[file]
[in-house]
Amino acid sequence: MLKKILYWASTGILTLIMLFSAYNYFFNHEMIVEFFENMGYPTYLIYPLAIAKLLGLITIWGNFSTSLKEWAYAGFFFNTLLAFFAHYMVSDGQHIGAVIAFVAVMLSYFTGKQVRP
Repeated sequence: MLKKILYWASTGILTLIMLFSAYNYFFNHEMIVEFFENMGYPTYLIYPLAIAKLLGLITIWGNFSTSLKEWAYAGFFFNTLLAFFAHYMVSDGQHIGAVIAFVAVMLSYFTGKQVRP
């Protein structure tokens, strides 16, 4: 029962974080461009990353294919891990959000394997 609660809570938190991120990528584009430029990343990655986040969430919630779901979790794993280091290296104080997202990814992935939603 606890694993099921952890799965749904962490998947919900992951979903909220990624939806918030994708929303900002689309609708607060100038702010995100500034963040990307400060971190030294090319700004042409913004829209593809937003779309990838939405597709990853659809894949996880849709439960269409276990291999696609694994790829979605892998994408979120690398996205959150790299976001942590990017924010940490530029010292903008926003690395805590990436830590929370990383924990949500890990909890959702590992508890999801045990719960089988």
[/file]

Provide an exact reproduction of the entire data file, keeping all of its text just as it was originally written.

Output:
[in-house]
Amino acid sequence: MLKKILYWASTGILTLIMLFSAYNYFFNHEMIVEFFENMGYPTYLIYPLAIAKLLGLITIWGNFSTSLKEWAYAGFFFNTLLAFFAHYMVSDGQHIGAVIAFVAVMLSYFTGKQVRP
Repeated sequence: MLKKILYWASTGILTLIMLFSAYNYFFNHEMIVEFFENMGYPTYLIYPLAIAKLLGLITIWGNFSTSLKEWAYAGFFFNTLLAFFAHYMVSDGQHIGAVIAFVAVMLSYFTGKQVRP
């Protein structure tokens, strides 16, 4: 029962974080461009990353294919891990959000394997 609660809570938190991120990528584009430029990343990655986040969430919630779901979790794993280091290296104080997202990814992935939603 606890694993099921952890799965749904962490998947919900992951979903909220990624939806918030994708929303900002689309609708607060100038702010995100500034963040990307400060971190030294090319700004042409913004829209593809937003779309990838939405597709990853659809894949996880849709439960269409276990291999696609694994790829979605892998994408979120690398996205959150790299976001942590990017924010940490530029010292903008926003690395805590990436830590929370990383924990949500890990909890959702590992508890999801045990719960089988």